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i don't believe capitalism has failed, and i don't believe i'm right wing, i think i'm right in the middle of the political spectrum. it's just everybody is to the left of me. but i do believe that we, in a capitalist system, have always had, or at least for the last 100 and whatever 50 years, we have had a view towards monopolies that allows government to come into the economy and to make sure that there is competition. to be specific, it seems you personally want to see the dismantling of some of the behemoths, the giant tech companies. you don't believe that facebook should own instagram, it seems, or whatsapp. you seem to believe that google is abusing its powers by selling its own or making sure that its own brands and products come up very high on its search engine. if the brave new world that you want to see were actually to be delivered, the truth is, is it not, that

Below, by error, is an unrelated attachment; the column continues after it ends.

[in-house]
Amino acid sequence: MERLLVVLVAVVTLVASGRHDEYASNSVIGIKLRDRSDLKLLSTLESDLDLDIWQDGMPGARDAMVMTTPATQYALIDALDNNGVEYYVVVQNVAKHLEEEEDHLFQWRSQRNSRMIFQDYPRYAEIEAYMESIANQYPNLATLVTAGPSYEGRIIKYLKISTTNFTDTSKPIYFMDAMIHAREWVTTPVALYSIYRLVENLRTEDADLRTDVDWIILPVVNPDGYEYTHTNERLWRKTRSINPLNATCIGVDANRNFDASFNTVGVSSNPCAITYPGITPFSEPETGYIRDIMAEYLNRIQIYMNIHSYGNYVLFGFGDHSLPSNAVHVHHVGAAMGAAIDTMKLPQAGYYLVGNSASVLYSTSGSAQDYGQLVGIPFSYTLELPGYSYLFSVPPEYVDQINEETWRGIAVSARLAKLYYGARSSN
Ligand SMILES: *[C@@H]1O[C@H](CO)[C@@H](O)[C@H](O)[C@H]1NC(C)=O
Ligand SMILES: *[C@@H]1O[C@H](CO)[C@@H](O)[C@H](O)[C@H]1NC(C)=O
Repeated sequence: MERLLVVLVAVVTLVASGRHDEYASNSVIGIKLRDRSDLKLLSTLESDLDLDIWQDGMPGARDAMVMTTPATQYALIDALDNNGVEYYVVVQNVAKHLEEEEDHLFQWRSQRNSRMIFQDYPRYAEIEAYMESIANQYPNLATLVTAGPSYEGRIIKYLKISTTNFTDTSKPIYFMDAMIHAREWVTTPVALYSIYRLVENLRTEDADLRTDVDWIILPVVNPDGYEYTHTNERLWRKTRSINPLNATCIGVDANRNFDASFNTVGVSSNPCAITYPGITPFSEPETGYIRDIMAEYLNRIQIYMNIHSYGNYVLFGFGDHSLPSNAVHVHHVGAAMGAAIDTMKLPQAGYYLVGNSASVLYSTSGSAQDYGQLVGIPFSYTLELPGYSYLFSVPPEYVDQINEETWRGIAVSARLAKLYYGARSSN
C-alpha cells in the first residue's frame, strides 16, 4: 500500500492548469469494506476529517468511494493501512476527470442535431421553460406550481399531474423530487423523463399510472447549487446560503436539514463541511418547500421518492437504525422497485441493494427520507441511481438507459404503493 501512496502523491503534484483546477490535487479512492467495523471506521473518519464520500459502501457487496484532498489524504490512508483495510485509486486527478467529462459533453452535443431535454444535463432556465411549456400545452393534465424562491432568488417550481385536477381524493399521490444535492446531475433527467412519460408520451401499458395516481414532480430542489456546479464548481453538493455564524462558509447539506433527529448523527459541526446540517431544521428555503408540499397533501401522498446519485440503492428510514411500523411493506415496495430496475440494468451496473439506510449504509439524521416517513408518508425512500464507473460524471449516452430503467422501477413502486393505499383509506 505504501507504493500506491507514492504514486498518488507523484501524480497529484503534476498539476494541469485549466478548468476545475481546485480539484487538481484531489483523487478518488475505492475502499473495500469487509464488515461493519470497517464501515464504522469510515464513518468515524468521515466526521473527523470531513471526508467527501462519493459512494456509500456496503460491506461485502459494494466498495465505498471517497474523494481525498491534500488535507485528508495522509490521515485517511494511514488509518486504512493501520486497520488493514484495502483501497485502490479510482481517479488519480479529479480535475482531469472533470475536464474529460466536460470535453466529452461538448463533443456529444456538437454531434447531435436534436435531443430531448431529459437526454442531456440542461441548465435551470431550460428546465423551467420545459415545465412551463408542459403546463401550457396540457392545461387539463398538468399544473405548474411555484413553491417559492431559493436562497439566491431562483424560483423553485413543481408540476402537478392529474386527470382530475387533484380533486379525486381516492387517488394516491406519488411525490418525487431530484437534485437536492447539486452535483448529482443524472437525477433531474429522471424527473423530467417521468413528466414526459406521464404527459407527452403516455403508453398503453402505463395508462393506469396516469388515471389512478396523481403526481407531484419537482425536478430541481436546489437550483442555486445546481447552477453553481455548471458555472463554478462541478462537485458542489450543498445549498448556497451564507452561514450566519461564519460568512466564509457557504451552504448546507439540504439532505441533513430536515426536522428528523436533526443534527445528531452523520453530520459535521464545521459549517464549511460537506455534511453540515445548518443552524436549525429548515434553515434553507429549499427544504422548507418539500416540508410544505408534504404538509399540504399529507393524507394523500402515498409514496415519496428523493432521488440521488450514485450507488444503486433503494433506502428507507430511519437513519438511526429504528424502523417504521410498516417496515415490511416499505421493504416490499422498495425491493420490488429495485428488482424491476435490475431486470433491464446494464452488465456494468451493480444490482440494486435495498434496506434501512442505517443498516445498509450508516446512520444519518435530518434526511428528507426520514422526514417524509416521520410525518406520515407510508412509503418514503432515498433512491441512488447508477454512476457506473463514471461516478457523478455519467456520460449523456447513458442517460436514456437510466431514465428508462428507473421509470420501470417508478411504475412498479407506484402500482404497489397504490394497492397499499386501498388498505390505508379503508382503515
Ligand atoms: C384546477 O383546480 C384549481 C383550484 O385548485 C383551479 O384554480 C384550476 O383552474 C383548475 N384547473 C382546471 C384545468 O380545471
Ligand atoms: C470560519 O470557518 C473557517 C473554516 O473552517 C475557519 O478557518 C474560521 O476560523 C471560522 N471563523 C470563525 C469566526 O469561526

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american consumers and others would face higher prices? thousands and thousands of people who work in america's successful tech sector would be thrown out of work. this would be a net disaster for the us economy. i don't know where you got that from. no. i believe that we need to have competition in the marketplace. i don't believe we need to destroy companies. these companies will thrive. they were successful because the economy was in a position to allow them to thrive. they produced a good product and other companies will produce a better product. and that's what we want to see. we want to see competition. the idea that that somehow the american economy will be in shambles or even these companies will be in shambles is just nonsense. well, don't rely on my words. rely on your fellow republican congressman darrell issa, who says that if you got your way, there would be an unprecedented expansion